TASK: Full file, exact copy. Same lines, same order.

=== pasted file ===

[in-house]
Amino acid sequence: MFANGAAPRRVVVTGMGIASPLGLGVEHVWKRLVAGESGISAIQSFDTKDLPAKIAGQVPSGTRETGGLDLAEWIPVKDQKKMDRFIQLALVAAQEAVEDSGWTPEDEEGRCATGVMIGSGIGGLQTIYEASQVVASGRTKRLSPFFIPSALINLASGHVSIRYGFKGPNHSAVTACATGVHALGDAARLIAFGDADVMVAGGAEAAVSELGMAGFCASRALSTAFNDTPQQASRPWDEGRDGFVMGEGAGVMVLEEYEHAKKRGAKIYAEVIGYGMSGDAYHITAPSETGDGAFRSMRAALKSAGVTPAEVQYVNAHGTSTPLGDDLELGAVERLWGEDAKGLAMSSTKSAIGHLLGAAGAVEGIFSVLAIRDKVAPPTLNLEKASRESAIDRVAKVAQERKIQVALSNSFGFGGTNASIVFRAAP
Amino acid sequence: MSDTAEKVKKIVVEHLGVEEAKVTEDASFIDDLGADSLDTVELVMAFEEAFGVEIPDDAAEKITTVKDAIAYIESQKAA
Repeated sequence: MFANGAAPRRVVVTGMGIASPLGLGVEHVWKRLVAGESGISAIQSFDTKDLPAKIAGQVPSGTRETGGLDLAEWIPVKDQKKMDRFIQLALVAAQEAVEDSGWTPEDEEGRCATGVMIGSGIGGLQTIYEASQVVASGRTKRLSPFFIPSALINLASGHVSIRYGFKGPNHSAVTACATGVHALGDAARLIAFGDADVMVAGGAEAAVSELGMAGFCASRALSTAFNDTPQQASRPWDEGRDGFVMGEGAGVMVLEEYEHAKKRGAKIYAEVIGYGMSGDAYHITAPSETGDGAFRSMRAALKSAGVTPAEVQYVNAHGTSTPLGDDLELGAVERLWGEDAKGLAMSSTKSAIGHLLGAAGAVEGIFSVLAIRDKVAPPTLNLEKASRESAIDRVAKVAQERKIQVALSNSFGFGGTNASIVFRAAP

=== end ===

[in-house]
Amino acid sequence: MFANGAAPRRVVVTGMGIASPLGLGVEHVWKRLVAGESGISAIQSFDTKDLPAKIAGQVPSGTRETGGLDLAEWIPVKDQKKMDRFIQLALVAAQEAVEDSGWTPEDEEGRCATGVMIGSGIGGLQTIYEASQVVASGRTKRLSPFFIPSALINLASGHVSIRYGFKGPNHSAVTACATGVHALGDAARLIAFGDADVMVAGGAEAAVSELGMAGFCASRALSTAFNDTPQQASRPWDEGRDGFVMGEGAGVMVLEEYEHAKKRGAKIYAEVIGYGMSGDAYHITAPSETGDGAFRSMRAALKSAGVTPAEVQYVNAHGTSTPLGDDLELGAVERLWGEDAKGLAMSSTKSAIGHLLGAAGAVEGIFSVLAIRDKVAPPTLNLEKASRESAIDRVAKVAQERKIQVALSNSFGFGGTNASIVFRAAP
Amino acid sequence: MSDTAEKVKKIVVEHLGVEEAKVTEDASFIDDLGADSLDTVELVMAFEEAFGVEIPDDAAEKITTVKDAIAYIESQKAA
Repeated sequence: MFANGAAPRRVVVTGMGIASPLGLGVEHVWKRLVAGESGISAIQSFDTKDLPAKIAGQVPSGTRETGGLDLAEWIPVKDQKKMDRFIQLALVAAQEAVEDSGWTPEDEEGRCATGVMIGSGIGGLQTIYEASQVVASGRTKRLSPFFIPSALINLASGHVSIRYGFKGPNHSAVTACATGVHALGDAARLIAFGDADVMVAGGAEAAVSELGMAGFCASRALSTAFNDTPQQASRPWDEGRDGFVMGEGAGVMVLEEYEHAKKRGAKIYAEVIGYGMSGDAYHITAPSETGDGAFRSMRAALKSAGVTPAEVQYVNAHGTSTPLGDDLELGAVERLWGEDAKGLAMSSTKSAIGHLLGAAGAVEGIFSVLAIRDKVAPPTLNLEKASRESAIDRVAKVAQERKIQVALSNSFGFGGTNASIVFRAAP